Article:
The prolific director’s apartment sets the stage perfectly with a mix of timeless art, modern and traditional furniture, travel finds and her vast collection of books and DVDs
Looking out over the vast expanse of the Arabian Sea, Zoya Akhtar’s house in Mumbai is nothing short of a time capsule. The home, which has been in her family since the ‘70s, has seen history in the making. And if the walls could talk, they’d tell stories of impromptu jam sessions, poetry readings and parties brought alive by actors and musicians.
“I can’t say I built this house but it’s a part of me. I travel a lot, so it has stuff from wherever I go. It’s got old things mixed with new things and it is my style, but the soul of the house - it’s inherited,” says Akhtar. And it’s clear what she means when you look around. There’s a lived-in vibe to the space and though it is filled with art and furniture pieces collected over time, nothing feels out of place.
While the white walls lend the house an open feel, there’s another reason why Zoya has kept her walls blank – she wants her collection of textiles and artwork to bring in the colour. Against this blank canvas, vintage pieces peacefully co-exist with more modern ones – like the 1950’s aviator chairs and the centre table that was once a Naga bed.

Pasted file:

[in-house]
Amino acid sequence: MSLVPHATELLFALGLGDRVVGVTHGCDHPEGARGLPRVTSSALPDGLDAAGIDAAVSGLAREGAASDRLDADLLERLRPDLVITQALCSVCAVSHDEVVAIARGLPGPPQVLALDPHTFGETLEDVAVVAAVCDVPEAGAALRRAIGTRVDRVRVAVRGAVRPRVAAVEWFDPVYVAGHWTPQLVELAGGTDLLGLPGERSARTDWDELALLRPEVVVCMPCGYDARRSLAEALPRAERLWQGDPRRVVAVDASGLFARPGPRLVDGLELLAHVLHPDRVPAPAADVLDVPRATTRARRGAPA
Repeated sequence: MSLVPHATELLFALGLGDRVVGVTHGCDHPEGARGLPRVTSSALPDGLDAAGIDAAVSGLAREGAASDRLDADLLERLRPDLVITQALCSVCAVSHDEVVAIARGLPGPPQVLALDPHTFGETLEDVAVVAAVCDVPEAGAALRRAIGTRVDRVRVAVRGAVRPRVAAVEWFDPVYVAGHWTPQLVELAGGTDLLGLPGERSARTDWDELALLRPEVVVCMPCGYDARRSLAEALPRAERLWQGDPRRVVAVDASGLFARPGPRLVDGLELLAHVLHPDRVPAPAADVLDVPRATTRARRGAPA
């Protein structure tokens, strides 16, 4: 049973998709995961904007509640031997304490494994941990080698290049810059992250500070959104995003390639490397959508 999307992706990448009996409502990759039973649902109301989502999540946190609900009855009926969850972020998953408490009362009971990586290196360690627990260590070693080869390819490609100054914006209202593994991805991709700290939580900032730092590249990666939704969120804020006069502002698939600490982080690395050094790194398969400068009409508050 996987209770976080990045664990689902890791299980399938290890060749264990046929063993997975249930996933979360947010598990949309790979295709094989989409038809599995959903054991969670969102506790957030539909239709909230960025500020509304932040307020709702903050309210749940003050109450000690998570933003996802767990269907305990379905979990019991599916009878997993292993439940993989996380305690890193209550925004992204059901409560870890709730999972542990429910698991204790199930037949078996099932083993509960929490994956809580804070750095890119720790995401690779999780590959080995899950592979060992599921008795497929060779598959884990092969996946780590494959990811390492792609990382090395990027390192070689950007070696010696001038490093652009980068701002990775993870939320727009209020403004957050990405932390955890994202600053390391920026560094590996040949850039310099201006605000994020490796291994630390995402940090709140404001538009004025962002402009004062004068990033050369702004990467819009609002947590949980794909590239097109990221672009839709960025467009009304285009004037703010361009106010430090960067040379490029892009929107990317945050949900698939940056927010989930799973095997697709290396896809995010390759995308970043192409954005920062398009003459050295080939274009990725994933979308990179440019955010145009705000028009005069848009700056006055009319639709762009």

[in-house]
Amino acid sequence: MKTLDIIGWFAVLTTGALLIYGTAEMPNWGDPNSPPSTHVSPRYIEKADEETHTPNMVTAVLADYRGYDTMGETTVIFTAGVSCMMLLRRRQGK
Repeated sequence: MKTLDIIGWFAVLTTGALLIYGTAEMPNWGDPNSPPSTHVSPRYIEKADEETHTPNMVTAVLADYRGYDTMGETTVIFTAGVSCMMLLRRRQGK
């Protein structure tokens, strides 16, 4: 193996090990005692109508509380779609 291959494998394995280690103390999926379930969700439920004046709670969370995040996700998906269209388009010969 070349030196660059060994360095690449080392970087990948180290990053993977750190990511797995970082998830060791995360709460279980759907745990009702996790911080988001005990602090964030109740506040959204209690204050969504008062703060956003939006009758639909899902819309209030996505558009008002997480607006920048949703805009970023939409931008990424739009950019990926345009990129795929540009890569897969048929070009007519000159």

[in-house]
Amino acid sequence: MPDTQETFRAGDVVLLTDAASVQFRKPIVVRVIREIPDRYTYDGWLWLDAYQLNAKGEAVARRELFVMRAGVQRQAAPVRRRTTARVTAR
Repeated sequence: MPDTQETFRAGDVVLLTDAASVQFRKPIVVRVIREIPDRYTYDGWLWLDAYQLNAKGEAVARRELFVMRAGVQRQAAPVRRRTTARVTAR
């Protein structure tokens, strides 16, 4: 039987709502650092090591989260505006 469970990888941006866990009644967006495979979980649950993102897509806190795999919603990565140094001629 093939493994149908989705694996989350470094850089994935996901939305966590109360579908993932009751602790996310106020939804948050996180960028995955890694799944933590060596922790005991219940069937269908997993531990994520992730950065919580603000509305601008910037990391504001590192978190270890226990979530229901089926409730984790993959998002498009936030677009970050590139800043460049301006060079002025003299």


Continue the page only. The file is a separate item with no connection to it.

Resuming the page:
We could all take a cue from Zoya’s bedroom policy – strictly no work or hanging out with friends - it’s only for sleeping. Her work is confined to the TV viewing area and the study – the former is filled with scores of DVDs and latter with books from wall to wall. “Misplace my books and you will never be invited to another party,” she cautions.
Though, what we envy the most is the greenery she has right outside her home – her own little jungle amid an otherwise concrete-overrun city. “I thank my parents every day for this!” she laughs, “It’s very green, it’s really pretty and that’s all thanks to my mother. She’s the one in the family with the green thumb.”
You can say easily that Zoya’s home is an extension of her – warm and welcoming. “It’s an open house, and the people that come in and out are the people you love and trust. I like having a place where people can visit anytime.”